The problem: Lack of evidence on how to reduce global poverty
In recent decades, trillions of dollars have been spent on programs designed to reduce global poverty. Unfortunately, clear evidence on which programs succeed is rare — even when evidence does exist, it is not always used by decision-makers. This leads to programs that are either ineffective or not as effective as they could be, and often to wasted money and enduring poverty.
The solution: Creating strong evidence and equipping decision-makers to use it
Governments, non-governmental organizations, and funders need reliable evidence on what works, what doesn’t work, and why. IPA works closely with decision-makers to answer their questions and to help them apply evidence to their programs. Through this model, IPA is able to not only create strong evidence but ensure it is used to improve the lives of people living in poverty.
How Innovations for Poverty Action works
Imagine if the trillions of dollars spent on aid in the past 50 years went to programs that had a tangible, cost-effective impact. IPA exists to make this vision a reality.
In partnership with top researchers in the field, IPA designs and implements randomized evaluations to measure the effectiveness of programs and policies aimed at alleviating global poverty. IPA’s evaluations do not simply give programs a passing or failing grade, but rather seek to uncover why they work and what adjustments will make a program more effective or work better at scale. Studies range in time from months to years — even decades. Throughout the research process, IPA works side-by-side with decision-makers––a collaborative model IPA calls “co-creation.”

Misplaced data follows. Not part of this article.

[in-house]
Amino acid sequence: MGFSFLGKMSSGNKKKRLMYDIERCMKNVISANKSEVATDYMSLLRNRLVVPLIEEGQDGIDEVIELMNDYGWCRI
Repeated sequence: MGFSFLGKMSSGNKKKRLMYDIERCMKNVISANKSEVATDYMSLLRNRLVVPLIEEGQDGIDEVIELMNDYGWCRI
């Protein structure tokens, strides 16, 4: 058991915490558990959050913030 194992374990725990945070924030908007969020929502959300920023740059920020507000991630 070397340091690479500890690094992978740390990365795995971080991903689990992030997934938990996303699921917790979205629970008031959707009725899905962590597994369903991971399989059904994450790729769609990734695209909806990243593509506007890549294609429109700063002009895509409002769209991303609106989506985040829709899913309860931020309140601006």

IPA also recognizes that producing strong evidence is just one piece of the puzzle: that’s why, in addition to running evaluations, they share evidence with the right people at the right time, support partners to strengthen the use of data and evidence in policies and programs, and support the scaling of successful initiatives.
As an organization, IPA’s comparative advantage is its local presence in the countries where they have established offices. They work with local governments, NGOs, for-profits, and civil society to ensure that the right people are involved in crafting research questions, understanding the data they are collecting, and using it effectively. This allows IPA to develop strong relationships with decision-makers, a deep understanding of local contexts, and a long-term view for evidence-based policy. IPA has more than 1,000 research staff across 22 countries.
The results of their research have been used by governments and NGOs to develop or scale-up programs that are reaching hundreds of millions of people. Other impacts are relatively smaller, such as the scale-up of a procedural justice training to all police forces in Mexico City, and the creation of an organization that aims to reduce hunger by providing credit and storage to poor farmers in Nigeria.
IPA’s research is behind the work of seven of The Life You Can Save’s recommended charities, including Evidence Action’s deworming and safe water programs, which were both incubated by IPA.